(49)

Where a Member State has adopted or adopts, on the basis of national law, a system of COVID-19 certificates for domestic purposes, it should ensure for the period of application of this Regulation that certificates making up the EU Digital COVID Certificate can also be used and are also accepted for domestic purposes, in order to avoid that persons travelling to another Member State and using the EU Digital COVID Certificate are obliged to obtain an additional national COVID-19 certificate.

(50)

In line with the principle of data minimisation, COVID-19 certificates should contain only the personal data strictly necessary for the purpose of facilitating the exercise of the right to free movement within the Union during the COVID-19 pandemic. The specific categories of personal data and data fields to be included in the COVID-19 certificates should be set out in this Regulation.

(51)

For the purposes of this Regulation, personal data on individual certificates do not need to be transmitted or exchanged across borders. In line with the public-key infrastructure approach, only the public keys of the issuers need to be transferred or accessed across borders, which will be ensured by an interoperability gateway set up and maintained by the Commission. In particular, the presence of the certificate combined with the public key of the issuer should allow for the verification of the authenticity, validity and integrity of the certificate. To prevent and detect fraud, Member States should be able to exchange lists of revoked certificates. In line with the principle of data protection by default, verification techniques not requiring transmission of personal data on individual certificates should be employed.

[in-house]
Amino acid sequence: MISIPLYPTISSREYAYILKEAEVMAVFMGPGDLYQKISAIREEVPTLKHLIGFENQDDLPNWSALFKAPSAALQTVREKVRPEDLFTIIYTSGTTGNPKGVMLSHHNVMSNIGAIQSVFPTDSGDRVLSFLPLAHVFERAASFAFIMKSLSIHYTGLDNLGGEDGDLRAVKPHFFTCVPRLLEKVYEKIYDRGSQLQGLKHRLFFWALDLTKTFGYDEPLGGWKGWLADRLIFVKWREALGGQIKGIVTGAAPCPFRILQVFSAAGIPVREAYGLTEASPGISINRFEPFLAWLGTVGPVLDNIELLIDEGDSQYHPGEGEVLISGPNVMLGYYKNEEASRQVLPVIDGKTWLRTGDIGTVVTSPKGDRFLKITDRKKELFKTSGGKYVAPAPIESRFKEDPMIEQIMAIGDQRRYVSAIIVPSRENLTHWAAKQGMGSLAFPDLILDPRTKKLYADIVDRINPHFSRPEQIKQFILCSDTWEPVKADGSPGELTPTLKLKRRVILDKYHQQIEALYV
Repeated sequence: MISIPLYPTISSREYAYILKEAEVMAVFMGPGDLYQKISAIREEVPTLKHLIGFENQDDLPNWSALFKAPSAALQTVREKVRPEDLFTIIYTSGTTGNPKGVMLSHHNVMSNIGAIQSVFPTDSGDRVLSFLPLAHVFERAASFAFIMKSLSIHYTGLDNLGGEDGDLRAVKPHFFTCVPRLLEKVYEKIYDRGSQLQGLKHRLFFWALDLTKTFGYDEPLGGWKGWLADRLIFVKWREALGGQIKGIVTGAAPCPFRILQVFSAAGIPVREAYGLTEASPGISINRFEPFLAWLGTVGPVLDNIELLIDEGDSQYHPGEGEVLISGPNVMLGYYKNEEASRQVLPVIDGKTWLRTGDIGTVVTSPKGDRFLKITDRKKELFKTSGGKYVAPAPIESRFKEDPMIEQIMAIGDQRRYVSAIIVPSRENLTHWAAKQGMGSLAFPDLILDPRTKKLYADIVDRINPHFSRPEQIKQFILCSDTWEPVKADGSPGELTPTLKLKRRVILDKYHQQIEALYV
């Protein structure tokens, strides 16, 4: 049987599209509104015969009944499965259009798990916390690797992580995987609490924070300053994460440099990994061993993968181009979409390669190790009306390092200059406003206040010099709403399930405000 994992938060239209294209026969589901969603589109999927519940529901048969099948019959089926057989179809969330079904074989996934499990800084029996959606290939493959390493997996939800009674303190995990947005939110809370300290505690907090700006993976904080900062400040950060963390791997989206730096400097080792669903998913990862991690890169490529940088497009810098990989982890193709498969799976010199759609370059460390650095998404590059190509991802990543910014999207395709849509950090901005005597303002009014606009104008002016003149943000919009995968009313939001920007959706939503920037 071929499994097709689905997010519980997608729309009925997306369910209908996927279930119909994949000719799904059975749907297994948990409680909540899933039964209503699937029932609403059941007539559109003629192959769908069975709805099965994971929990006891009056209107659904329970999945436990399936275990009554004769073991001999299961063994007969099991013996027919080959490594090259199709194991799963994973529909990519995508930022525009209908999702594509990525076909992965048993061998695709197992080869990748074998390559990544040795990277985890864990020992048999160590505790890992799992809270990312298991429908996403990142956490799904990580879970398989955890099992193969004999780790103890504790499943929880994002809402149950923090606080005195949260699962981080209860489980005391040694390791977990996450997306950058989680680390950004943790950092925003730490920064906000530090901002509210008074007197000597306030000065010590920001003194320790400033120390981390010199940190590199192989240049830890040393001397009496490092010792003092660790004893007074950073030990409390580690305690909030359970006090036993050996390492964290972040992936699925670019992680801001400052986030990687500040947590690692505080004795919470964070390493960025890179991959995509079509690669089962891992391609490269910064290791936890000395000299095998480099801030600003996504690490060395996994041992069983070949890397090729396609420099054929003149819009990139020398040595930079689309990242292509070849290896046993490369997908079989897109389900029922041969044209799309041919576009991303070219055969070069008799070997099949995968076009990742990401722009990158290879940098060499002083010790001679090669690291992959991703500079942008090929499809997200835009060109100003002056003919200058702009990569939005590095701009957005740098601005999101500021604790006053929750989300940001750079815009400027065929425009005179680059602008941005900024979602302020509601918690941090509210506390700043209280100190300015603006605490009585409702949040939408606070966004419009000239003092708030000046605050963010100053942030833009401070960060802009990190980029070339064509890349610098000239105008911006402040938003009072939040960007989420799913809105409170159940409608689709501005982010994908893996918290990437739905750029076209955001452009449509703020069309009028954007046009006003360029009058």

(52)

The retention of personal data obtained from the certificate by the Member State of destination or transit or by the cross-border passenger transport services operators required by national law to implement certain public health measures during the COVID-19 pandemic should be prohibited. This Regulation does not provide a legal basis for setting up or maintaining a centralised database at Union level containing personal data.

(53)

In accordance with Regulation (EU) 2016/679, the data controllers and processors of personal data are to take appropriate technical and organisational measures to ensure a level of security appropriate to the risk of the processing.

(54)

The authorities or other designated bodies responsible for issuing the certificates making up the EU Digital COVID Certificate, as controllers within the meaning of Regulation (EU) 2016/679, are accountable for how they process personal data falling within the scope of this Regulation. This includes ensuring a level of security appropriate to the risks, including by establishing a process for regularly testing, assessing and evaluating the effectiveness of technical and organisational measures for ensuring the security of the processing. The powers of the supervisory authorities established under Regulation (EU) 2016/679 apply in full, in order to protect natural persons in relation to the processing of their personal data.

(55)

To ensure coordination, the Commission and the other Member States should be informed when a Member State requires holders of certificates to undergo, after entry into its territory, quarantine or self-isolation or to be tested for SARS-CoV-2 infection, or if it imposes other restrictions on holders of such certificates.